One of the most frustrating things about dash cams is trying to remove one from your car.
For example, I have a Viofo A120 Pro Duo 4k which comes with a GPS base. The GPS base comes with a strong adhesive pad that sticks to the windshield. It’s extremely hard to pull the GPS base off of your windshield once it’s in place even if you try to use a flat object to slide between the GPS mount and your windshield to pry it off.
To answer the question, yes, static film does work for dash cams and will support the weight of the dash cam hanging from your windshield. It’s an excellent way to attach your dash cam to your windshield that makes it extremely easy to remove your dash cam from your windshield for whatever reason.
The only caveat is you’ll need to make sure you get the correct type of static film otherwise your dash cam will just fall off your windshield while you’re driving down the road, trust me I know from experience.
Reasons to Use Static Film to Mount a Dash Cam
Obviously, if you install a dash cam you want it to stay on the windshield. You might be wondering why you would want to remove your dash cam and make it easier to do so. Here are the reasons I’ve come up with:
- You want to use a dash cam in a rental car. This is a big one for me. If you use static film, then you won’t have to spend 10 – 15 minutes at the gas station, or the rental car place, trying to pull it off the windshield before you turn in your rental car.
- You want to use a dash cam in someone else’s car your driving. For example, I installed a spare GPS base in my girlfriends car using static film. I can slide my dash cam off the mount in my car and put in her car. If she ever wants me to remove the GPS base/mount, then it’s as easy as pulling the static film off and not a 20-minute pulling/prying/wresting match with the sticky adhesive while she’s staring me down making sure I don’t break anything.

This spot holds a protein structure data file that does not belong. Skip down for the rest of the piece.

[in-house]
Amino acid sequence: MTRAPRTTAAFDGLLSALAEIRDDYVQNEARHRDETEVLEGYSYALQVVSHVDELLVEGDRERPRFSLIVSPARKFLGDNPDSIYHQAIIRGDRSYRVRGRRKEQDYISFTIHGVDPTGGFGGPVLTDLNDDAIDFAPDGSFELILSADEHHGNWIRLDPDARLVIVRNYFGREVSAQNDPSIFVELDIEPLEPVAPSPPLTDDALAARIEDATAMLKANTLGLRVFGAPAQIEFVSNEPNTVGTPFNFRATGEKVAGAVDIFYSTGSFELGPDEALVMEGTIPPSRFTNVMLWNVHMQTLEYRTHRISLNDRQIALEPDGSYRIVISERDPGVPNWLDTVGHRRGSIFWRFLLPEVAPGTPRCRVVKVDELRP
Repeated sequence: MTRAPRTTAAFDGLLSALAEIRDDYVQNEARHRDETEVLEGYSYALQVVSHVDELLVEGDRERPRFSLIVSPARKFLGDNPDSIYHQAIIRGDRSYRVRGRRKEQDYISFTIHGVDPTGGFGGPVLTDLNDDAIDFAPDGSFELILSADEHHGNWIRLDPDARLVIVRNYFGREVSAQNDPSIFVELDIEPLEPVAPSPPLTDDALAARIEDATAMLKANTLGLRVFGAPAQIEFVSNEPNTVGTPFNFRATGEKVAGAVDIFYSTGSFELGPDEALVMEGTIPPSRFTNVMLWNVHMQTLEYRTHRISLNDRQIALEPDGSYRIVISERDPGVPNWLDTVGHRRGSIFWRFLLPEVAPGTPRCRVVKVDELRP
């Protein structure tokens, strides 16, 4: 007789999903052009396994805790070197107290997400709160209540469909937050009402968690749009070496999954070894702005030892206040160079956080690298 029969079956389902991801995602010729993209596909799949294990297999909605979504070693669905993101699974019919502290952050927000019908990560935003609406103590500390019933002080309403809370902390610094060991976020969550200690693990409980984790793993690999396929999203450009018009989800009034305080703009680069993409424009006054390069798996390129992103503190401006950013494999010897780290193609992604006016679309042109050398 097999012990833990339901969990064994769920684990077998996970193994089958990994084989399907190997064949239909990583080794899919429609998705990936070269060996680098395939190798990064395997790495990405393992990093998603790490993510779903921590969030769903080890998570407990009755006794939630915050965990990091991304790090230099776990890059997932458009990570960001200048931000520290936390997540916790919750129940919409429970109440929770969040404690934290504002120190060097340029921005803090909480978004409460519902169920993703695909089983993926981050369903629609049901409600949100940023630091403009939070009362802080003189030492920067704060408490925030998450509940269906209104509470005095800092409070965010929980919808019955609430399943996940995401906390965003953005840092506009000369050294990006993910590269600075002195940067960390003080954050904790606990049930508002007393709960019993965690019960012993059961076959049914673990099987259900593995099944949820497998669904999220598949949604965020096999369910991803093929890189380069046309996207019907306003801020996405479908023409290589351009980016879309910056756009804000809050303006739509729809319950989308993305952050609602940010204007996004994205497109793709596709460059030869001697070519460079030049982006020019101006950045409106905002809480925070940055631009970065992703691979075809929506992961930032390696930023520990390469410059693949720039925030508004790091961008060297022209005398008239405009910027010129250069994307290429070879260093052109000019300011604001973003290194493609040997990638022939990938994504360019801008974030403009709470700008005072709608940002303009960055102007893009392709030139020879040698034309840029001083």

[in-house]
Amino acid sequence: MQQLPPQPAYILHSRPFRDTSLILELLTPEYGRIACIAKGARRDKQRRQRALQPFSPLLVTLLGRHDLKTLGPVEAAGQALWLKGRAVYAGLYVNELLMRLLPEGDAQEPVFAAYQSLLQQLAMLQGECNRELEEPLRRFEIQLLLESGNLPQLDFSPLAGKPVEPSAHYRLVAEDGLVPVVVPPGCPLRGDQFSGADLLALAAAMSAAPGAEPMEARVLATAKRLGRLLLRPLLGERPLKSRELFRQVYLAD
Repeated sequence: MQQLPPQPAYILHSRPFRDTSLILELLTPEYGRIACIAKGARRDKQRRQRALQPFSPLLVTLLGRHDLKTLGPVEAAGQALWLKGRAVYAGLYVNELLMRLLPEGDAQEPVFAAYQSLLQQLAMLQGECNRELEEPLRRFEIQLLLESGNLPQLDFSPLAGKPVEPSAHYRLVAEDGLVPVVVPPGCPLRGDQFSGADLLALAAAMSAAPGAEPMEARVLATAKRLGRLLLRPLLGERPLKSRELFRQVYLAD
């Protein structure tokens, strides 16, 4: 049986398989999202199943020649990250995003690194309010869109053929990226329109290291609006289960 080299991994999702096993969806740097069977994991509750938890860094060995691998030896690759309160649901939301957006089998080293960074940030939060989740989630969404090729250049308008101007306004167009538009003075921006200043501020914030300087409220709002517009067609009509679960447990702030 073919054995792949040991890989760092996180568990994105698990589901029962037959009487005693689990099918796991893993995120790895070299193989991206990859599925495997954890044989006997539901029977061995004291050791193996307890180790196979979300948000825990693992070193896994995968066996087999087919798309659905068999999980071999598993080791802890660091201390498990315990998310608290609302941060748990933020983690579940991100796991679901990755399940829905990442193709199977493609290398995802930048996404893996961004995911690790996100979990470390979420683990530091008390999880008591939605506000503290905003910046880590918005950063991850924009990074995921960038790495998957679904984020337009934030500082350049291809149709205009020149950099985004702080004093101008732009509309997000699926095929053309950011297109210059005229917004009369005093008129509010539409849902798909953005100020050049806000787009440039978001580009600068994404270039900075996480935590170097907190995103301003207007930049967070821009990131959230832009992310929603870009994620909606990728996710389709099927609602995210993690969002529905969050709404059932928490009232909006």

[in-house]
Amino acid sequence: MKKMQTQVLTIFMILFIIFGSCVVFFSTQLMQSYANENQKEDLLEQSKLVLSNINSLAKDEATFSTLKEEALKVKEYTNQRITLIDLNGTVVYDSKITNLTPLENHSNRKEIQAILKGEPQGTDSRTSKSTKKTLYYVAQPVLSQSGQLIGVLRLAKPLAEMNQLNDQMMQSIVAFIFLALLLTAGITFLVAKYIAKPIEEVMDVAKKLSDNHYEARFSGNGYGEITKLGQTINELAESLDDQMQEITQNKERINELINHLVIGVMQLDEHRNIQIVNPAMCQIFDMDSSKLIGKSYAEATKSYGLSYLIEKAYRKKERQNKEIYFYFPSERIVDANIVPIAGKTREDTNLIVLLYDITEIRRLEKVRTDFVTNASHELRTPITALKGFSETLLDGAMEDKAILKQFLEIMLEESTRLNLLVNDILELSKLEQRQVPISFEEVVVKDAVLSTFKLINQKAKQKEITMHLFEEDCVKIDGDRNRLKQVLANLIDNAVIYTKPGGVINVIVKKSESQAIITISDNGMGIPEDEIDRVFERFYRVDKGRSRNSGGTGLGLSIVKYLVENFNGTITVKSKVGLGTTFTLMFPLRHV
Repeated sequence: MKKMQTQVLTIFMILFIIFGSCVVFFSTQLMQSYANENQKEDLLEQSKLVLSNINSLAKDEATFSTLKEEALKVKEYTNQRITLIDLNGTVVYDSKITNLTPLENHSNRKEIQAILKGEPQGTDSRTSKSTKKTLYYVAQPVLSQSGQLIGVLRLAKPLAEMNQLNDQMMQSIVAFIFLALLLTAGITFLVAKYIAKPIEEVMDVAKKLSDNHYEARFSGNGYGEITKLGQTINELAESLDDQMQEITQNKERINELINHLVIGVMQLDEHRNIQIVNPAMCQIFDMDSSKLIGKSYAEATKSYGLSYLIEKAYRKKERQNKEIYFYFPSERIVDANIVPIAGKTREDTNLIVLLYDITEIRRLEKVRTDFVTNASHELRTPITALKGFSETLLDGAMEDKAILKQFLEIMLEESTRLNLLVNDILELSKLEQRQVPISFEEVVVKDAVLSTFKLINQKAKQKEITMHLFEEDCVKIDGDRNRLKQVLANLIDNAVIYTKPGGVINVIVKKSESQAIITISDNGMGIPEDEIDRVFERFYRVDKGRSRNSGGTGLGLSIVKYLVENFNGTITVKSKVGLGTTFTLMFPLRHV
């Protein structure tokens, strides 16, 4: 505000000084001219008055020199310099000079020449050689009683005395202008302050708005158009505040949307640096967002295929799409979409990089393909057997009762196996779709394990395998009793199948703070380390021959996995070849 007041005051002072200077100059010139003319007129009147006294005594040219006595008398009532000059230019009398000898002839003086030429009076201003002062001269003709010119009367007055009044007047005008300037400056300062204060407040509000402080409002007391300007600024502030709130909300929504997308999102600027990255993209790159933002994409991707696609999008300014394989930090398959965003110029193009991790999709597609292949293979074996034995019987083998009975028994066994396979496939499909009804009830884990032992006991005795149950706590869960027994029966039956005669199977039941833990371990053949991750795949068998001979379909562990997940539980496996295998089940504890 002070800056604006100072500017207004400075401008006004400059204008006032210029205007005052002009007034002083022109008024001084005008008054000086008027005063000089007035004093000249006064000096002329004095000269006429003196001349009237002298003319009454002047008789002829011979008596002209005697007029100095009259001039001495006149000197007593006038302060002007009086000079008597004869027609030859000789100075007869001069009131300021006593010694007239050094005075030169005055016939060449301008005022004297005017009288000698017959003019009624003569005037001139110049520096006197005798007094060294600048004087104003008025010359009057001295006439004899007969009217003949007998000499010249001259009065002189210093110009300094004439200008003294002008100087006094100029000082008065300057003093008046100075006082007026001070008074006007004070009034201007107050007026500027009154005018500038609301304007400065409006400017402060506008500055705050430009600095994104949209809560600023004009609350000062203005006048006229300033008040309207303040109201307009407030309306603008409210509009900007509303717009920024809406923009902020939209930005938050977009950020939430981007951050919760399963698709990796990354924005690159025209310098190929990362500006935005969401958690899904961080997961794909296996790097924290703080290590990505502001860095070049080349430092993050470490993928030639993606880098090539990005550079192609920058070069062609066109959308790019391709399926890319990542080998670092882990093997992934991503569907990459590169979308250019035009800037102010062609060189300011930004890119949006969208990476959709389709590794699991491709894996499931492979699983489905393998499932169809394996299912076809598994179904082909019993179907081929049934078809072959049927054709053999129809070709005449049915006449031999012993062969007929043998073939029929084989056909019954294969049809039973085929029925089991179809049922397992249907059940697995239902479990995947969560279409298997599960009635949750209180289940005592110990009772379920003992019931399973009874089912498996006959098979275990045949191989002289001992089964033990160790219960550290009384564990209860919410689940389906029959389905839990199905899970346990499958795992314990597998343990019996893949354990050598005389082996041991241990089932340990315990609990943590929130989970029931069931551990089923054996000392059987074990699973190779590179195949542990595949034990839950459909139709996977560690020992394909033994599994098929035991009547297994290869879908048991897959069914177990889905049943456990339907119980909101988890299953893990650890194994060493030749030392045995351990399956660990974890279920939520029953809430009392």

- You’re replacing the dash cam with a different one. If you want to upgrade your dash cam to the latest and greatest model, then it’s easy to remove your existing one.
- Static film makes it easy to position the dash cam while you’re installing it. If you happen to not like the placement, then it’s easy to pull it off and start over. With the regular adhesive, you’ll struggle to get it off and then you may or may not be able to reuse the adhesive.
- It’s reusable. I’ve successfully used the same piece of static film in a rental car and in my girlfriend’s car on multiple occasions. This can save you a bit of money by not having to buy as many adhesive pads. However, I still recommend you keep a few replacement adhesive pads and static film in your car in case you need to swap them out.
Picking the Right Static Film to Mount Your Dash Cam
This may seem pretty trivial, but it’s actually harder than you may think. For example, Viofo sells static film for some of their dash cams for a few dollars, but you’ll have to pay much more than that in shipping to actually get it.
If you’re not buying anything else from their website, then the amount you’re forced to pay in shipping just seems like a waste of money.
If you decide to look on Amazon, then you’ll see a bunch of static film being advertised for use with stickers. You’re left wondering if it will support the weight of a dash cam.
To make matters worse, there might be bad information in the questions and answers section saying it doesn’t work with dash cams when it actually does as in the case of the static film that I ended up purchasing and using with my dash cam.
Static Film that Worked for Me